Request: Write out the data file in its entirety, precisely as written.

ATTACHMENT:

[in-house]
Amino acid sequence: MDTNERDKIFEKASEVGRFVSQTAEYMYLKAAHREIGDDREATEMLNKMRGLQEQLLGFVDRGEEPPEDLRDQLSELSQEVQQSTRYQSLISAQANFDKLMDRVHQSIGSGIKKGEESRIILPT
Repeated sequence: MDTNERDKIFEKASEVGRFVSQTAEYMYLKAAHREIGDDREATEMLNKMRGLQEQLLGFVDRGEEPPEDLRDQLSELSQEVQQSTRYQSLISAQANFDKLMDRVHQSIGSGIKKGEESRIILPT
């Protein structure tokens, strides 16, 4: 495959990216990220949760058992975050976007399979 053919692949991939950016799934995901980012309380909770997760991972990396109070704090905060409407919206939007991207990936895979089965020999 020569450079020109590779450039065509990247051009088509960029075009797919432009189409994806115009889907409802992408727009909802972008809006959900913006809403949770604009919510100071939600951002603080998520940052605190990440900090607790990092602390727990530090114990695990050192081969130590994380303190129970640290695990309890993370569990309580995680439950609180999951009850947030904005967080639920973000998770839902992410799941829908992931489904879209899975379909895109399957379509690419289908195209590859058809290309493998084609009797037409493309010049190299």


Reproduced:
[in-house]
Amino acid sequence: MDTNERDKIFEKASEVGRFVSQTAEYMYLKAAHREIGDDREATEMLNKMRGLQEQLLGFVDRGEEPPEDLRDQLSELSQEVQQSTRYQSLISAQANFDKLMDRVHQSIGSGIKKGEESRIILPT
Repeated sequence: MDTNERDKIFEKASEVGRFVSQTAEYMYLKAAHREIGDDREATEMLNKMRGLQEQLLGFVDRGEEPPEDLRDQLSELSQEVQQSTRYQSLISAQANFDKLMDRVHQSIGSGIKKGEESRIILPT
């Protein structure tokens, strides 16, 4: 495959990216990220949760058992975050976007399979 053919692949991939950016799934995901980012309380909770997760991972990396109070704090905060409407919206939007991207990936895979089965020999 020569450079020109590779450039065509990247051009088509960029075009797919432009189409994806115009889907409802992408727009909802972008809006959900913006809403949770604009919510100071939600951002603080998520940052605190990440900090607790990092602390727990530090114990695990050192081969130590994380303190129970640290695990309890993370569990309580995680439950609180999951009850947030904005967080639920973000998770839902992410799941829908992931489904879209899975379909895109399957379509690419289908195209590859058809290309493998084609009797037409493309010049190299």